Saturday July 31: This week, we work to improve our understanding and our qualities. We want to receive inspiration. We want to see change in society. We want to contribute and to have our place in the culture. So how can we have an impact? The lectures in the morning will lay out the master plan, but be alert since today’s situation in Europe is not easy. There is no easy road to meaning, quality, impact, work. Prayer will help us; a long term motivation and endurance will guide us. And in the day-by-day struggle, we are encouraged:
    “But seek first his kingdom and his righteousness, and all these things will be given to you as well.” Math.6:33
    Sunday August 1: “Called to participate in the kingdom of God” (mission statement 1).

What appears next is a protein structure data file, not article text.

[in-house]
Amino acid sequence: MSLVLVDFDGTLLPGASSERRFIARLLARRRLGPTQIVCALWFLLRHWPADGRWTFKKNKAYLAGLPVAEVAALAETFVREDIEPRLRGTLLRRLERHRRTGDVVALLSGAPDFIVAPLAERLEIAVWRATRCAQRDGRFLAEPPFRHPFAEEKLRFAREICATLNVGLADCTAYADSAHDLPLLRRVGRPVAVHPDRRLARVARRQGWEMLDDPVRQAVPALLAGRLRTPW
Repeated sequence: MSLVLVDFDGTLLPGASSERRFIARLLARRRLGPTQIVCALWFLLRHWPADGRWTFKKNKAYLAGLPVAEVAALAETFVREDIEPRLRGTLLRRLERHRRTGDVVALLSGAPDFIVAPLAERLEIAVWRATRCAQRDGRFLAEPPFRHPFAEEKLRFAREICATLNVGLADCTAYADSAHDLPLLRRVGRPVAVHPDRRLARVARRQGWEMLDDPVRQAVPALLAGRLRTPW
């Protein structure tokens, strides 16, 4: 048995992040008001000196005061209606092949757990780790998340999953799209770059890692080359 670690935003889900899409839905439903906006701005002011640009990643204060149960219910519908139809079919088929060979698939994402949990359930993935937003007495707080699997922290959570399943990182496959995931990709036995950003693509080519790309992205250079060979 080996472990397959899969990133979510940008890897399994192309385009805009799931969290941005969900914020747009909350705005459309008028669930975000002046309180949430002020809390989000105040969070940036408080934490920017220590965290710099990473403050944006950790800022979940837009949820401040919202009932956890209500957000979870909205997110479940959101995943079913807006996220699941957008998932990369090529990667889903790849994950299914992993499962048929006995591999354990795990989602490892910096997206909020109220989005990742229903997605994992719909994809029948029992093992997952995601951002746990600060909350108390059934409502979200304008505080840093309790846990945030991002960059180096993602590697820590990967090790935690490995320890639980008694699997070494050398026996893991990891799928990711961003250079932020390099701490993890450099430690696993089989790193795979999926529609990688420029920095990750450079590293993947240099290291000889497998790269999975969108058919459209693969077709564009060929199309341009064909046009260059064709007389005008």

“The Clash of Reality and Dreams” (lecture 1).
    “And having disarmed the powers and authorities, Jesus made a public spectacle of them triumphing over them by the cross. Therefore do not let anyone judge you by what you eat or drink or with regard to a religious day…. These are a shadow of the things that were to come; the reality however is found in Christ” Col.2:15-17.
    Monday August 2: “To practice love, compassion, freedom, solidarity and justice” (mission statement 2). “Breaking Out of the Tunnel” (lecture 2). “For no one can lay any other foundation than the one already laid, which is Jesus Christ. If any man builds on this foundation using gold, silver, costly stones, wood, hay or straw his work will be shown for what it is, because the DAY will bring it to light 1 Cor.3:11-13.
    Tuesday August 3: “To shape culture in a creative way” (mission statement 3). New Instruments and Provisions (lecture 2). “For God, who said, ”Let light shine out of darkness,” made his light shine in our hearts to give us the light of the knowledge of the glory of God in the face of Christ” 2 Cor.4:5